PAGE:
“I wanted to run Phoenix just because the trucks only go to Phoenix once and it’s the biggest race of the year,” Smith told NBC Sports. “I wanted to get as much time and laps as I can at Phoenix even though it’s in a completely different car. I wanted to run road courses, as well, just because I felt road course racing suits me.”

Smith also will be back in the Truck Series. Ambetter Health will be the primary sponsor of Smith’s Truck at Homestead (Oct. 21). The partnership with Centene includes full season associate sponsorship of Smith’s Truck and full season associate sponsorship on the No. 38 Cup car. 

NASCAR Camping World Truck Series Lucas Oil 150
Zane Smith holding the Truck series championship trophy last year at Phoenix. (Photo by Jared C. Tilton/Getty Images)

Smith’s connection to Centene Corporation, a St. Louis-based company, goes back to last June’s Cup race at World Wide Technology Raceway near St. Louis. Smith made his Cup debut that weekend, filling in for Chris Buescher, who was out with COVID-19. Smith finished 17th.

“It’s cool to see how into the sport they are,” Smith said of Centene Corporation. “It started out with an appearance I did for them (at World Wide Technology Raceway). I’ve gotten to know that group pretty well.”

Centene also is the healthcare partner of Speedway Motorsports and sponsors a Cup race at Atlanta and Xfinity race at New Hampshire. 

Smith’s opportunity to run select Cup races, including major events as the Daytona 500 and Coca-Cola 600, is part of the fast trajectory he’s made.

In 2019, he made only 10 Xfinity starts with JR Motorsports and didn’t start racing full-time in NASCAR until the 2020 season. Since then, he’s won a Truck title, finished second two other times and scored seven Truck victories.

“I feel like I’ve lived about probably three lifetimes in these four years just with getting that part-time Xfinity schedule and running well and getting my name out there,” Smith said.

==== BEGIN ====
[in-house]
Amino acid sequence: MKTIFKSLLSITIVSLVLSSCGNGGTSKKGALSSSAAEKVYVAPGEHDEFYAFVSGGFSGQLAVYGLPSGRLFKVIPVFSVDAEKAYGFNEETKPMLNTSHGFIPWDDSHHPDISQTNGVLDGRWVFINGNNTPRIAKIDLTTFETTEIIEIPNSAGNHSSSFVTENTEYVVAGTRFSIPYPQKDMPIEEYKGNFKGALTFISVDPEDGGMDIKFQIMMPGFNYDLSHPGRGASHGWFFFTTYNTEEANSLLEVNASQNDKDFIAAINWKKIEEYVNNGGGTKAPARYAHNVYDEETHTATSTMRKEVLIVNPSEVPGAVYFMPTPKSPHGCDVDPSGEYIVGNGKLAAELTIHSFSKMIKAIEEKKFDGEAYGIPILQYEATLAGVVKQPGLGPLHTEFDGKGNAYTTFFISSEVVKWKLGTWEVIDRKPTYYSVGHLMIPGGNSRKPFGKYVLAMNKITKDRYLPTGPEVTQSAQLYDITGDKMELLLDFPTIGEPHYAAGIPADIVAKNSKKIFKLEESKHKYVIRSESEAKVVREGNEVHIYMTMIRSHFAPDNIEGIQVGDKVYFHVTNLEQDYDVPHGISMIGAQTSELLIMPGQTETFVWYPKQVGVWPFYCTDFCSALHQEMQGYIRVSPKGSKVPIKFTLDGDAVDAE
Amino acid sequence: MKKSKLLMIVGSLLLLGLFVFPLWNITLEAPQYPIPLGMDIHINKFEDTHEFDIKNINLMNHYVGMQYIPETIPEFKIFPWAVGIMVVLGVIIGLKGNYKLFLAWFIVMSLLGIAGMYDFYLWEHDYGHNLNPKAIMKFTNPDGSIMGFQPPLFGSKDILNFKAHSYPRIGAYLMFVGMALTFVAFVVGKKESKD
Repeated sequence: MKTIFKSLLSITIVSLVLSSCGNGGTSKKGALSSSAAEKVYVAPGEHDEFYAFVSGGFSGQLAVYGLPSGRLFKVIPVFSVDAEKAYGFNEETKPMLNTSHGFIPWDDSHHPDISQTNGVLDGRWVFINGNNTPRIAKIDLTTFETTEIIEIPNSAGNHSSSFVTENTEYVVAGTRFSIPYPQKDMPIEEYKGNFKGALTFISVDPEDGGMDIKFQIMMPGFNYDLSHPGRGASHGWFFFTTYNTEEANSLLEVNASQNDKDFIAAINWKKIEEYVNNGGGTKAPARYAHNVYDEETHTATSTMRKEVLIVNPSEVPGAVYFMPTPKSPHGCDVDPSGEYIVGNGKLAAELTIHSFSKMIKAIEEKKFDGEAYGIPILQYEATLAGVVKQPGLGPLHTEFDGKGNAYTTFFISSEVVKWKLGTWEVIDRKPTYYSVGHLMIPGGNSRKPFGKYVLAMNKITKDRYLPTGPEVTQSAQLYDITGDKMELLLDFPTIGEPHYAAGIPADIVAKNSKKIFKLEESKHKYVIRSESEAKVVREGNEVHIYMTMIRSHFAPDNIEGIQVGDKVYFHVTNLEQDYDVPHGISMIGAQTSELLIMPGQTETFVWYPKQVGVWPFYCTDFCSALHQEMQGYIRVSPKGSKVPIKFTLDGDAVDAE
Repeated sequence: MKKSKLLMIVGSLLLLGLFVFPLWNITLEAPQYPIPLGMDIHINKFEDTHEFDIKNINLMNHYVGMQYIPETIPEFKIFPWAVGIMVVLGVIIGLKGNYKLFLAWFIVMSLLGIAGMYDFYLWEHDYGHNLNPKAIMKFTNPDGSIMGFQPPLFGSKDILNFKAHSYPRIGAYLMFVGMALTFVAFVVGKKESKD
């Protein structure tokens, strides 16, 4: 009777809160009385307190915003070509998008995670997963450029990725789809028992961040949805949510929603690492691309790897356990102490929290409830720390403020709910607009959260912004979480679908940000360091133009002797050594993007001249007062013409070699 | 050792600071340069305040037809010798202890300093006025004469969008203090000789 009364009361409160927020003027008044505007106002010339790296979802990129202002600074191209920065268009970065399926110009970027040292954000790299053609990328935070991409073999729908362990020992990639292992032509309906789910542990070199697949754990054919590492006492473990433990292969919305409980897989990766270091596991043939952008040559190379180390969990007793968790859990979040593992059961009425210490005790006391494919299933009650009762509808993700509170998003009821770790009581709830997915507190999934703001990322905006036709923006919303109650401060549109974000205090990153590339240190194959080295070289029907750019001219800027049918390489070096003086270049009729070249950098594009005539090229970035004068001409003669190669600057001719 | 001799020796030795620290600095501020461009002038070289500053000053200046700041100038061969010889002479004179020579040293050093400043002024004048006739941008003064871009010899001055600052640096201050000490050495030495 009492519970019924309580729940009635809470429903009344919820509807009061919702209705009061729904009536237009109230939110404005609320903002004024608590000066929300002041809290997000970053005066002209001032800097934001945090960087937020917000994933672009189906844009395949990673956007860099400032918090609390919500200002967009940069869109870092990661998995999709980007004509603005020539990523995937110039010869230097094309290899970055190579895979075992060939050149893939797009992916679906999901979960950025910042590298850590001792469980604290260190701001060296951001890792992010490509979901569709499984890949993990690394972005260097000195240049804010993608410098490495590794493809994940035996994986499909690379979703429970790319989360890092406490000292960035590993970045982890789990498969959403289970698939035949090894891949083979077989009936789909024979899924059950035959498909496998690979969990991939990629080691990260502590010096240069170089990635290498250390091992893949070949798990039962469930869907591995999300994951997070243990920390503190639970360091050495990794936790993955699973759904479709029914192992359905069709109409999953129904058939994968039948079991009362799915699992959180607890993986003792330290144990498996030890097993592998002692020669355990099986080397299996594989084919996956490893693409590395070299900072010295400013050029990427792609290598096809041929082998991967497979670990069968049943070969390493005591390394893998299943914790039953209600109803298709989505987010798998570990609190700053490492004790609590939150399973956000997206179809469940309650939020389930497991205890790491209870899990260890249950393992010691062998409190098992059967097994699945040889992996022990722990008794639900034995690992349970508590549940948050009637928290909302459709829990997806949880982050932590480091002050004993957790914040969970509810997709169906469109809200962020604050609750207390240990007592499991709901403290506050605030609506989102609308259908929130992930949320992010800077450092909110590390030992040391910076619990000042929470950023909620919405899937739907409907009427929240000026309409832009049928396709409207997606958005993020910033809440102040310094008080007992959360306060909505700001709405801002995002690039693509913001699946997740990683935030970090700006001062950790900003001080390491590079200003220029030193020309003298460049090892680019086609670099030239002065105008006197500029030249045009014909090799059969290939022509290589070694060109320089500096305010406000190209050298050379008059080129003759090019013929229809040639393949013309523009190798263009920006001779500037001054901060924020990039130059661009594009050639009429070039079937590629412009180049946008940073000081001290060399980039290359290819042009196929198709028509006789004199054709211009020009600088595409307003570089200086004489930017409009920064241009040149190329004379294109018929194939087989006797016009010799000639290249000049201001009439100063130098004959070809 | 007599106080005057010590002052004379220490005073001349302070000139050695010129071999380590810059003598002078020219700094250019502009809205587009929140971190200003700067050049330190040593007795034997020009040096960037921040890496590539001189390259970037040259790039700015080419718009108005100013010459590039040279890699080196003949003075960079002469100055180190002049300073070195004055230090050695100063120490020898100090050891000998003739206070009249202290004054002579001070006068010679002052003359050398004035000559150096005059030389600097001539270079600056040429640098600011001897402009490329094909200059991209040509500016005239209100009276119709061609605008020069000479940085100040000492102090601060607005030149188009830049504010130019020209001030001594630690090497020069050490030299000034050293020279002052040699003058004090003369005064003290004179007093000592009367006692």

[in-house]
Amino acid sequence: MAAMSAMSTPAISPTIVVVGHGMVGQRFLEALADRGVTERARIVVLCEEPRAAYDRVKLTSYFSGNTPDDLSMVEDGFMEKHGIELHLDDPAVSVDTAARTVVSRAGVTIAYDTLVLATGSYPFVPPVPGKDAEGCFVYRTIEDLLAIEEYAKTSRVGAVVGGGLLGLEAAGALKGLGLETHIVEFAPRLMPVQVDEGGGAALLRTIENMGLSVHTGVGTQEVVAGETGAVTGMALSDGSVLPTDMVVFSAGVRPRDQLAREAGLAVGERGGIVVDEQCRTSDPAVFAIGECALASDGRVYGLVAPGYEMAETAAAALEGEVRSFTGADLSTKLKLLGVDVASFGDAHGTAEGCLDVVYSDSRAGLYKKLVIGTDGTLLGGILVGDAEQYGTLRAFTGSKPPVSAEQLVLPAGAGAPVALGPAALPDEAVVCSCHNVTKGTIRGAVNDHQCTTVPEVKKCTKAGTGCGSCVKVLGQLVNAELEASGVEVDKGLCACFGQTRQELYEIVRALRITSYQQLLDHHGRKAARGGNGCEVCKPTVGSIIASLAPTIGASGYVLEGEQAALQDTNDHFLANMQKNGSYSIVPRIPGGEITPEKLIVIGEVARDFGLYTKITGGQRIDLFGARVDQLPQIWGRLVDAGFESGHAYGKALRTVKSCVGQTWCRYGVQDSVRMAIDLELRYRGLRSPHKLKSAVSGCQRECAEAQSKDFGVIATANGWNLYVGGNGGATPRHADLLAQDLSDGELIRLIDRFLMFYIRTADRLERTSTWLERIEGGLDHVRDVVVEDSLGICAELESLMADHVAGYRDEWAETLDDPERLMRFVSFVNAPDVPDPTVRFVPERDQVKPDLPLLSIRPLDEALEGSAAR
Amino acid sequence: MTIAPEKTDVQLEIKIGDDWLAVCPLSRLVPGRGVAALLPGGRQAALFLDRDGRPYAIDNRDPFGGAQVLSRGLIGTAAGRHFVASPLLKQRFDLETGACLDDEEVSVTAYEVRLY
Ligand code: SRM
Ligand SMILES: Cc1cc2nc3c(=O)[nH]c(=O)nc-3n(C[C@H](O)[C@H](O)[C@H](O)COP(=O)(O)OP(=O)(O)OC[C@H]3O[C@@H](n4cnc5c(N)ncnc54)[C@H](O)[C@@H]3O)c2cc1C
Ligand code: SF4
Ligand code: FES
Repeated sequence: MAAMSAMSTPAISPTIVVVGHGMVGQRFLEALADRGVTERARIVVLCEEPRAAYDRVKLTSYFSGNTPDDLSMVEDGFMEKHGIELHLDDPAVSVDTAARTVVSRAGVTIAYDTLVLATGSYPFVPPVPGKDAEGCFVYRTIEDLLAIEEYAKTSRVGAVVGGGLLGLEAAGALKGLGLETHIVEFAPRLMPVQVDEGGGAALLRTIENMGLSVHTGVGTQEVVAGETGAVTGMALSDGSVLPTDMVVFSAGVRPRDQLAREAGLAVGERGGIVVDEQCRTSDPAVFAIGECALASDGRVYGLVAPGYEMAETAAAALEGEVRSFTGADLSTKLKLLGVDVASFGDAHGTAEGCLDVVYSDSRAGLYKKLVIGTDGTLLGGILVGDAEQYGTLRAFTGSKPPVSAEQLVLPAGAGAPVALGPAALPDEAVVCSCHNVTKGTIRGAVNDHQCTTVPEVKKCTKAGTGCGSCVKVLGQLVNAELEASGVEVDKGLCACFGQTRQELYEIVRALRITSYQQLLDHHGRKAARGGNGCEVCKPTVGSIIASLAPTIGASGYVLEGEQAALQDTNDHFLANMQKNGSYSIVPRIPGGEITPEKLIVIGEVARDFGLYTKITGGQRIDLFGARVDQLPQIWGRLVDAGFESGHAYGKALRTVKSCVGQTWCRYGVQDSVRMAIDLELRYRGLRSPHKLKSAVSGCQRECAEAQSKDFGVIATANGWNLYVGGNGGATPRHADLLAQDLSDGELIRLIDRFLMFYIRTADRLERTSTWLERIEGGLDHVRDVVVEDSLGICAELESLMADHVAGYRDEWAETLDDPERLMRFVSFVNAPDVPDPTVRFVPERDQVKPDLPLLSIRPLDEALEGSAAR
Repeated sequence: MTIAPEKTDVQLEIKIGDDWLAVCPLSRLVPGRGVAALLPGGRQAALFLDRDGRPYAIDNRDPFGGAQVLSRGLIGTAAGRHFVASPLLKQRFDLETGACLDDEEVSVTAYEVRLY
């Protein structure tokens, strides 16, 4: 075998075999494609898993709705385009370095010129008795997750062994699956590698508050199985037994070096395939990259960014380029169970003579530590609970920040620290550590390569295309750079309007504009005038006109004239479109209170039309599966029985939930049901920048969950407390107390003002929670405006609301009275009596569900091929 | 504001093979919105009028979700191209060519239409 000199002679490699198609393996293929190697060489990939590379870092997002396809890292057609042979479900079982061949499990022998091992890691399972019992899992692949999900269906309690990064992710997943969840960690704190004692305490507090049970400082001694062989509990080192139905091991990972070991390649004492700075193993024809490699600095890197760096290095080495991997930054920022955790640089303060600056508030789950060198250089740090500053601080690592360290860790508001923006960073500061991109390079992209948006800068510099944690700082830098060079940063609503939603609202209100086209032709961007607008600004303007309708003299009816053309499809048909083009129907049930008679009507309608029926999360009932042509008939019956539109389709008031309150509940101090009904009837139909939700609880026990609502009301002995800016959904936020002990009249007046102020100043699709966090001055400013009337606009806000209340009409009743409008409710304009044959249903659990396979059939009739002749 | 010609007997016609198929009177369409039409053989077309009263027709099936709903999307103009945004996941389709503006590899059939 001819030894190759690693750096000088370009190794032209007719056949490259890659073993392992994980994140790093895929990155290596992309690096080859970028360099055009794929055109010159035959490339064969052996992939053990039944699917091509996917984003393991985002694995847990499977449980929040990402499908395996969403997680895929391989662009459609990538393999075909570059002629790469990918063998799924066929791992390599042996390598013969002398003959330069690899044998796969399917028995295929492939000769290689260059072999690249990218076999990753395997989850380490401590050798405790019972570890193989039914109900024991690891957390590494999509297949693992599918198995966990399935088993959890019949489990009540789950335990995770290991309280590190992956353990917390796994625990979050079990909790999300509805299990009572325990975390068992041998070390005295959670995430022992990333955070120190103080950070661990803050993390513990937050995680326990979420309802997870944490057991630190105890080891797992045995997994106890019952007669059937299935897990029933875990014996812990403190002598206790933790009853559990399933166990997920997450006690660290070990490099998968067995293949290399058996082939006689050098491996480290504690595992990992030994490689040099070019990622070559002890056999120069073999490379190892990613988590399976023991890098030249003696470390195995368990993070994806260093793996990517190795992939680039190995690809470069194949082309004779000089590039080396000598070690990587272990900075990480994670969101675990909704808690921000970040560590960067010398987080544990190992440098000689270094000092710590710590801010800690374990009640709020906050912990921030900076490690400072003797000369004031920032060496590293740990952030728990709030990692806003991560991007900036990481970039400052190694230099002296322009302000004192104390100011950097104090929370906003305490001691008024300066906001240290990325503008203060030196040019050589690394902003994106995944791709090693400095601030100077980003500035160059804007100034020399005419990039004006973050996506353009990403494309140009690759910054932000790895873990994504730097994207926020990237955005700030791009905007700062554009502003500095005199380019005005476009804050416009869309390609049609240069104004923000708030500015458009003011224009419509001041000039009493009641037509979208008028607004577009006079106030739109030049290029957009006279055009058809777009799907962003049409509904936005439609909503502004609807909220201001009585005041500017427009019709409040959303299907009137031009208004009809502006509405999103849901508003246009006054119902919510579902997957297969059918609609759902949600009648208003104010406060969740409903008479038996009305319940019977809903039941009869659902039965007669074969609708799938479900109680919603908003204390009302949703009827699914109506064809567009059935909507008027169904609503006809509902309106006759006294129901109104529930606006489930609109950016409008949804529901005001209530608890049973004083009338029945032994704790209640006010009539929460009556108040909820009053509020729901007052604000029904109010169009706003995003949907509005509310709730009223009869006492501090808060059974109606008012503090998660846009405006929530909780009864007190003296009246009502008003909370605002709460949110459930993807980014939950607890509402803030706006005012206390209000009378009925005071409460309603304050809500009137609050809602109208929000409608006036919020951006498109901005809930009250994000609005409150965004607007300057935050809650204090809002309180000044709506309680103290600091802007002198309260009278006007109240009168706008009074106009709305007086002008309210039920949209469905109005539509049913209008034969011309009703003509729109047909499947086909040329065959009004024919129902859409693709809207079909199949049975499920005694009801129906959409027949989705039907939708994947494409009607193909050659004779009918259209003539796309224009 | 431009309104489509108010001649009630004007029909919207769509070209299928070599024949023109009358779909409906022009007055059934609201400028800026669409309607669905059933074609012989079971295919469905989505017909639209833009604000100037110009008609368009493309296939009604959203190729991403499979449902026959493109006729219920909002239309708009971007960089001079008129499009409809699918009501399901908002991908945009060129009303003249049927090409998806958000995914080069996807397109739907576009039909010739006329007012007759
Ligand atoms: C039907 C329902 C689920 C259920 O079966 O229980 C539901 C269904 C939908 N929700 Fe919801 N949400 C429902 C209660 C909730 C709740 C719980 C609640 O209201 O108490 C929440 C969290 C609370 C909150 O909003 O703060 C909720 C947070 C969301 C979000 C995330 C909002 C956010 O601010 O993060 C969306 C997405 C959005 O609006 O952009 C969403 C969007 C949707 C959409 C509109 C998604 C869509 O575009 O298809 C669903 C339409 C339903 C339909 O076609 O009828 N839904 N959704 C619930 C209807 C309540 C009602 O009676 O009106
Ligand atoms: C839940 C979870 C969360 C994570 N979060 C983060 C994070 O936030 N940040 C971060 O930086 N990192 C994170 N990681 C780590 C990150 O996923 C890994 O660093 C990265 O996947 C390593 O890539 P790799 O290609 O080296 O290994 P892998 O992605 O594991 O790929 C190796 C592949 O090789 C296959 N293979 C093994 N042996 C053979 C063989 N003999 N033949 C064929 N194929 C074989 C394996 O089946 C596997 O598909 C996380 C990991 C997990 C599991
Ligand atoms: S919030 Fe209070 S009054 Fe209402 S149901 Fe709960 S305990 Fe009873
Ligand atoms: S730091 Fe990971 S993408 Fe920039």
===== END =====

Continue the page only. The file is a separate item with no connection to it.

He was provided an extra Xfinity race at Phoenix in 2019 with JRM and that proved significant to his future.

“That happened to be probably one of my best runs,” he said of his fifth-place finish that day. “We ran top four, top five all day and (team owner) Maury Gallagher happened to be there. He watched that.”

He signed with Gallagher’s GMS Racing Truck truck.

“It was supposed to be a part-time Truck schedule and (then) I won at Michigan and it was like, ‘Oh man, we’re in the playoffs, we should probably be full-time racing.’ I won another one a couple of weeks later at Dover.”

His success led to second season with the team and he again finished second in the championship. That led to the drive to a title last year.

The championship trophy sits in his home office and serves as motivation every day.

“First thing you see is when you come through my front door is pretty much the trophy,” Smith said. “It drives me crazy now thinking I could have two more to go with it and how close I was. … Really just that much more hungrier to go capture more.”